It is not a forum in which compromise or a mediated outcome between the experts is anticipated.
Case tracking system
The court manages the flow of cases through a tracking system. Each track provides the right level of judicial and administrative oversight for a case. The presiding Judge assigns your case to a specific track and a case manager notifies you of this in writing.
There are three tracks:
This management track will include most appeals, non-urgent enforcement, and other miscellaneous cases. In its directions, the court will stress the need to avoid unnecessary court appearances before the final decision and a hearing within six months of commencement.
This applies to more urgent cases – that is, most plan appeals and some resource consent appeals. The essential feature is that cases or sets of related cases will be managed on a customised programme as determined by the presiding Judge.
3. Parties on hold
This track is for when parties are not actively seeking a hearing, for example if they are wanting to negotiate or are to attend mediation.
The court keeps up to date with the progress of a case in several ways, including meetings known as call-overs.
At these ‘housekeeping’ meetings, you have the chance to tell the court about the status of the proceedings. Or, if the parties have reached a settlement, a case can be withdrawn or a consent order finalised.
You can also seek directions in preparing for a hearing, including dealing with preliminary questions, timetables for providing evidence, and the hearing date.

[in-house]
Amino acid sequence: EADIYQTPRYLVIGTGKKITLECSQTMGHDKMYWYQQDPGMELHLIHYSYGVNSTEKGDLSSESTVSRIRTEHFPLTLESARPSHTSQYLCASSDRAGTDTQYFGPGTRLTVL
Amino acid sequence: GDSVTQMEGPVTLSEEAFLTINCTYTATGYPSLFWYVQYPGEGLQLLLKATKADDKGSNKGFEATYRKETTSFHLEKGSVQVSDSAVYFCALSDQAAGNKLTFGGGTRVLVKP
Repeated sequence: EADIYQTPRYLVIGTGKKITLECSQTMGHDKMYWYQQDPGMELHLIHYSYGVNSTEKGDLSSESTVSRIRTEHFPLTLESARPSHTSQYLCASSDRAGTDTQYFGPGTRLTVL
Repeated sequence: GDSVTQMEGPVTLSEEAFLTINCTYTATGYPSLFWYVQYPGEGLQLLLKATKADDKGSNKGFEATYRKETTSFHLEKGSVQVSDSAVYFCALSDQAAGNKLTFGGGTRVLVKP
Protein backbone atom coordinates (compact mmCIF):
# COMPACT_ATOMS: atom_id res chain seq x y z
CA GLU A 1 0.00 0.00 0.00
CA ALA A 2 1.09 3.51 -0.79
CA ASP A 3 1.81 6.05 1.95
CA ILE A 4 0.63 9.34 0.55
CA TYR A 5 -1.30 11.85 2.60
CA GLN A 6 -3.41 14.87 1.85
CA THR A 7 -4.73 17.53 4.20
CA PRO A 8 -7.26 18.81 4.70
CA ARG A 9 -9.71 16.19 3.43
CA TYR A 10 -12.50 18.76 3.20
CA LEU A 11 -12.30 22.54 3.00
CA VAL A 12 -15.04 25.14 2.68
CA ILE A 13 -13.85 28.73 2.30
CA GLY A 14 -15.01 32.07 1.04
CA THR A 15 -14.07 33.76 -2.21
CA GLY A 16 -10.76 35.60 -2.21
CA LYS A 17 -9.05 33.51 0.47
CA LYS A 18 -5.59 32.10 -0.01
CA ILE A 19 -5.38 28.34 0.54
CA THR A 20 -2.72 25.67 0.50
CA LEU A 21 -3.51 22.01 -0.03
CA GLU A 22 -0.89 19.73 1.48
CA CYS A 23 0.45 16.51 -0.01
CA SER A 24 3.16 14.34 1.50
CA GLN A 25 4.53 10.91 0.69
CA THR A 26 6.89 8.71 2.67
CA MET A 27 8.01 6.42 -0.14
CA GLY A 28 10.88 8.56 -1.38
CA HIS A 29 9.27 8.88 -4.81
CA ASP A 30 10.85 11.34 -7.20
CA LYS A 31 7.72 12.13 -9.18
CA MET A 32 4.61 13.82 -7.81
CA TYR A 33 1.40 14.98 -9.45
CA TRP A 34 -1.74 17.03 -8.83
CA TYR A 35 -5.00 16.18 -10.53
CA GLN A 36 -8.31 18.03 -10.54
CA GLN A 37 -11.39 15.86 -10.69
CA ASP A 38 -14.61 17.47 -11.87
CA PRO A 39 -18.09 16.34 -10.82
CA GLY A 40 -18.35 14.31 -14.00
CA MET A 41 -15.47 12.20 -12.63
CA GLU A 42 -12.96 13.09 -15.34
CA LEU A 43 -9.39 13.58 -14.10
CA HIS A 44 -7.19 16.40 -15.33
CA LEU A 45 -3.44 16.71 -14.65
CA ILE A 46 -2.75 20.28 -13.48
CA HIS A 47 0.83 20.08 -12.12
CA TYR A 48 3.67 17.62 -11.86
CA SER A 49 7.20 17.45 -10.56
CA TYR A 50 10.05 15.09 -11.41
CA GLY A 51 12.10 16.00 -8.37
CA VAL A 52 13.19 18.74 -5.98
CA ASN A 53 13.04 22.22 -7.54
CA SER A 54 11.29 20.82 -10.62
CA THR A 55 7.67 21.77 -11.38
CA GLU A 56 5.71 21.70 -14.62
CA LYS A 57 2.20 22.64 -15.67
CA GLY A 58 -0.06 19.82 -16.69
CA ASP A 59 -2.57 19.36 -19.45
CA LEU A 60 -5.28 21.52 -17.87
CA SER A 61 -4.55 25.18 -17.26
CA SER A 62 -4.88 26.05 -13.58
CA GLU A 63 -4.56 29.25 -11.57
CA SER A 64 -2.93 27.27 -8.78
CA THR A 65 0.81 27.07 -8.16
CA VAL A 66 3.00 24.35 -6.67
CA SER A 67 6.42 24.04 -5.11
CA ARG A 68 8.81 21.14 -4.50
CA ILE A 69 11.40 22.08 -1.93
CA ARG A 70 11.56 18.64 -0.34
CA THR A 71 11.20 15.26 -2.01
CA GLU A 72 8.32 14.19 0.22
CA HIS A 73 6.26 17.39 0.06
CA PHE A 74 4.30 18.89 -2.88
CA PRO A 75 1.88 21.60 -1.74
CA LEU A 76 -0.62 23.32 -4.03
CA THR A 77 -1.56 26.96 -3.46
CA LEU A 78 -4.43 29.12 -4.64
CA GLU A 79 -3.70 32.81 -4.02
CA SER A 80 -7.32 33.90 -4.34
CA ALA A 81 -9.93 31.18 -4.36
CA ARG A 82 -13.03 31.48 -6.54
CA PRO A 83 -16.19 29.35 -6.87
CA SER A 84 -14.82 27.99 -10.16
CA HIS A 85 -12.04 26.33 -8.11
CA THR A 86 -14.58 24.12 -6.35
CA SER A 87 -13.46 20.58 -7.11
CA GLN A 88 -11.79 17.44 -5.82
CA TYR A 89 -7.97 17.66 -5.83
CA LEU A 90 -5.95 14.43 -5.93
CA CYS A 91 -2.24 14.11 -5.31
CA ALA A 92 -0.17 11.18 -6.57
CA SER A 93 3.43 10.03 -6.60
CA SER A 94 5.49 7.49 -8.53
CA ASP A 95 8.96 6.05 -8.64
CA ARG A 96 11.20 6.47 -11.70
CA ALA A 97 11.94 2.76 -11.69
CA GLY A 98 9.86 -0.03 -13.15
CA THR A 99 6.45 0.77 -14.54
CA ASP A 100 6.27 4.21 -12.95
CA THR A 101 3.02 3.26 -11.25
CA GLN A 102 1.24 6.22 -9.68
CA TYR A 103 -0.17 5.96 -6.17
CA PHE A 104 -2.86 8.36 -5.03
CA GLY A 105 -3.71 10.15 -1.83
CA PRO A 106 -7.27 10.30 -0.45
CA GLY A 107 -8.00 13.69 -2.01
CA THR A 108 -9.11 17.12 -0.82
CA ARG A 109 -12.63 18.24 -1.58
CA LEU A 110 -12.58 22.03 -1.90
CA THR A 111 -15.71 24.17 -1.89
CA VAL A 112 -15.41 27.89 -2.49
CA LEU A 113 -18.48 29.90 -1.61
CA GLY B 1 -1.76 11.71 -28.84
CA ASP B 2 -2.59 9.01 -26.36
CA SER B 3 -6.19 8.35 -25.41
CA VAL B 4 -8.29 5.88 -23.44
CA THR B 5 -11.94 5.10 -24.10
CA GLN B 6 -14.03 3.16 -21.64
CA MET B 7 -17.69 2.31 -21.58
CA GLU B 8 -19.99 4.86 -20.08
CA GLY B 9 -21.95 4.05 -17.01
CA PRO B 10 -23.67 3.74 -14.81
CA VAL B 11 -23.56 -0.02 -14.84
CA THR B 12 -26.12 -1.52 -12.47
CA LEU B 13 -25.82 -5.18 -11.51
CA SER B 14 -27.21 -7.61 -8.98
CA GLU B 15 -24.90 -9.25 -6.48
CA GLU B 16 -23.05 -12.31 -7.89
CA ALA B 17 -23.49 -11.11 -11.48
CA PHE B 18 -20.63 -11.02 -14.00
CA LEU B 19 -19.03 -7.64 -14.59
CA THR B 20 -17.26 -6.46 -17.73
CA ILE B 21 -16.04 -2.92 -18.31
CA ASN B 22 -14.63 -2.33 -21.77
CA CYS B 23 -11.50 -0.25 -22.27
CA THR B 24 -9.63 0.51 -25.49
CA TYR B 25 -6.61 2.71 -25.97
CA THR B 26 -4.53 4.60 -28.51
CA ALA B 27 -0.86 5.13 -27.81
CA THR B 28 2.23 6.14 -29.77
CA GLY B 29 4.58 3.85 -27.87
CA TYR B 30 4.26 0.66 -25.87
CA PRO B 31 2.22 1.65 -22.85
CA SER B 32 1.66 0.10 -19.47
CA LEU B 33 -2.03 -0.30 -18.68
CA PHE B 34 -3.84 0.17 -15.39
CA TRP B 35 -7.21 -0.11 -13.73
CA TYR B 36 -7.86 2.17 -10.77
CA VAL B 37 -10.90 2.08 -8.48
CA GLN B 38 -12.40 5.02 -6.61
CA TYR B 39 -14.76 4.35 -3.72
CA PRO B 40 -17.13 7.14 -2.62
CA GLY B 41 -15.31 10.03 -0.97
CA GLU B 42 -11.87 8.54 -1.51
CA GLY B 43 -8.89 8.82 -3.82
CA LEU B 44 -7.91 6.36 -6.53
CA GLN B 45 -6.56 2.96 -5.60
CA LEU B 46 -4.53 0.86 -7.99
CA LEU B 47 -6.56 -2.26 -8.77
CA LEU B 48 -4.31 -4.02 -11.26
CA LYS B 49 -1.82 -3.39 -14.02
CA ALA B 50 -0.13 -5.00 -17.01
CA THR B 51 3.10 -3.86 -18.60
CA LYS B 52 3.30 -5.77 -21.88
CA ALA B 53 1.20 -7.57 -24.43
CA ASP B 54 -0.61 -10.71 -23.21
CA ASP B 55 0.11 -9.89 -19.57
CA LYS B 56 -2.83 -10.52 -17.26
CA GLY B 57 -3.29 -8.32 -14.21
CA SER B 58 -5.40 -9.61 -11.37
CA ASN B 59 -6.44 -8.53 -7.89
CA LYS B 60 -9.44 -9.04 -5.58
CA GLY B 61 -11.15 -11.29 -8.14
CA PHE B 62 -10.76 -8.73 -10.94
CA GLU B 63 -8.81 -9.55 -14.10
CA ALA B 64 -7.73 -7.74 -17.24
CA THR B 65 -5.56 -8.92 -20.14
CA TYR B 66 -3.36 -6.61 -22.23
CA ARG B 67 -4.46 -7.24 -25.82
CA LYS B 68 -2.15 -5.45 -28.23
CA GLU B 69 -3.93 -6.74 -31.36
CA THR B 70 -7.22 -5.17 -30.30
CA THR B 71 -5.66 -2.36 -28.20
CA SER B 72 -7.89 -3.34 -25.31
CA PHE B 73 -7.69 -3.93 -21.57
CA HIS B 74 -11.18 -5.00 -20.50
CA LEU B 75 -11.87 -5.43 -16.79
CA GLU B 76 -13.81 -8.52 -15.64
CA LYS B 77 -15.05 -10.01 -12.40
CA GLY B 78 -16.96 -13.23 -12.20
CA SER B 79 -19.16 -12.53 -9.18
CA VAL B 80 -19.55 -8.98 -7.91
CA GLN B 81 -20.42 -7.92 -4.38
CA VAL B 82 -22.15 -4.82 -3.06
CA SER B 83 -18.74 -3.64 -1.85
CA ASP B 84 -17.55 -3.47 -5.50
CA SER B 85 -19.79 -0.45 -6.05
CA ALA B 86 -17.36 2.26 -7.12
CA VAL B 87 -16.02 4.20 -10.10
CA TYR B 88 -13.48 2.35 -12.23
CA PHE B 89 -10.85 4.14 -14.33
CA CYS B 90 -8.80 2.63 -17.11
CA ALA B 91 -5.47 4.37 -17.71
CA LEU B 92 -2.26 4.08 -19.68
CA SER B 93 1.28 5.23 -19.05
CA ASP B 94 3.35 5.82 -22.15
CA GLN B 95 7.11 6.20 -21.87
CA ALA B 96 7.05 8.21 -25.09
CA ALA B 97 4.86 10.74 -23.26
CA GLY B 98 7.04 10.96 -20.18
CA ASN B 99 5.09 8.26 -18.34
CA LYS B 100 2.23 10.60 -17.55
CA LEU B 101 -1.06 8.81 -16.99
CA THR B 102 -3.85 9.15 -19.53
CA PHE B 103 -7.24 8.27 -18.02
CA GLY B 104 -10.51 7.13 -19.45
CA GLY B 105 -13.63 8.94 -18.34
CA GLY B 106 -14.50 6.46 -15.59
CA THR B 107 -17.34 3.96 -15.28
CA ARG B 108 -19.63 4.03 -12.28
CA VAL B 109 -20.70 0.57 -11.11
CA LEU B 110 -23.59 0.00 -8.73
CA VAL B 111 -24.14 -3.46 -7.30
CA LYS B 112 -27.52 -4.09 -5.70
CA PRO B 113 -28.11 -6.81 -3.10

To resolve a case it is important to understand what matters are really in dispute and what matters parties agree on and are not disputing. During the case management stage (after your case has been assigned to a specific track), you may be encouraged to lodge and serve a statement specifying what statements or facts in the council’s or requiring authority’s decision you accept and do not disagree with. If any party is required by another to prove undisputed facts, this will be relevant in fixing an award of costs.
Judicial conferences are similar to call-overs. The court uses them to discuss the key issues of the case, as well as to decide on timetables and other details. Sometimes this is through a conference phone call with all the parties or via audio visual link.
At mediation sessions, call-overs and judicial conferences…
Make sure you understand any instructions about timetables, rules for exchange of evidence, and requirements for translators. It is not easy to change these without good reason and plenty of notice.
You (or your representative), the other parties, or the court can request a pre-hearing conference. These are used to ensure that proper preparations are made for a fair, orderly and efficient hearing. The court may give directions about the resolution of any preliminary issues that may arise, the delivery of statements of evidence, and the time and duration of the hearing.
If you request a conference, you should state what you would like it to consider. Anyone who intends to take part in the hearing should attend or be represented by someone who is familiar with their case.
The court may also direct that parties provide reports on the status of proceedings, to check that they are making progress. This is often used instead of a call-over.
What happens after an appeal is lodged?